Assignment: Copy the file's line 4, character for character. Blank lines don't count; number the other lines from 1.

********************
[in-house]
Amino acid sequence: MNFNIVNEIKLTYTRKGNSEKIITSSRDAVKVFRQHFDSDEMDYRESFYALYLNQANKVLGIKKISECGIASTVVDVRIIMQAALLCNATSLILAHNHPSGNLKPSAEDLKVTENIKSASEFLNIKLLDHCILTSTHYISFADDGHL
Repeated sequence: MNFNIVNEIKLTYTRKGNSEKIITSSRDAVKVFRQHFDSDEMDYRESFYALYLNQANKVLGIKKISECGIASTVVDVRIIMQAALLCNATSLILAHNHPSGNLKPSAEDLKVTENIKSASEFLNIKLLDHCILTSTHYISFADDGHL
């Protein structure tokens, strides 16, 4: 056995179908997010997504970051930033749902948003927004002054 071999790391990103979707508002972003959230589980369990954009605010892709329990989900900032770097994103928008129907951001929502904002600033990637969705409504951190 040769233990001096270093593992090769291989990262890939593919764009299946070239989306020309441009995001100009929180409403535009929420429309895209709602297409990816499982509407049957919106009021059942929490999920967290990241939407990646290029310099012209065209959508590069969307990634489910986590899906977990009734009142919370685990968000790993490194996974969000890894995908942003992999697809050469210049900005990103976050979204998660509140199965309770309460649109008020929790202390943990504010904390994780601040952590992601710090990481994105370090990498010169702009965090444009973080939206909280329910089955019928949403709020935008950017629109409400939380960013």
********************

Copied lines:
């Protein structure tokens, strides 16, 4: 056995179908997010997504970051930033749902948003927004002054 071999790391990103979707508002972003959230589980369990954009605010892709329990989900900032770097994103928008129907951001929502904002600033990637969705409504951190 040769233990001096270093593992090769291989990262890939593919764009299946070239989306020309441009995001100009929180409403535009929420429309895209709602297409990816499982509407049957919106009021059942929490999920967290990241939407990646290029310099012209065209959508590069969307990634489910986590899906977990009734009142919370685990968000790993490194996974969000890894995908942003992999697809050469210049900005990103976050979204998660509140199965309770309460649109008020929790202390943990504010904390994780601040952590992601710090990481994105370090990498010169702009965090444009973080939206909280329910089955019928949403709020935008950017629109409400939380960013």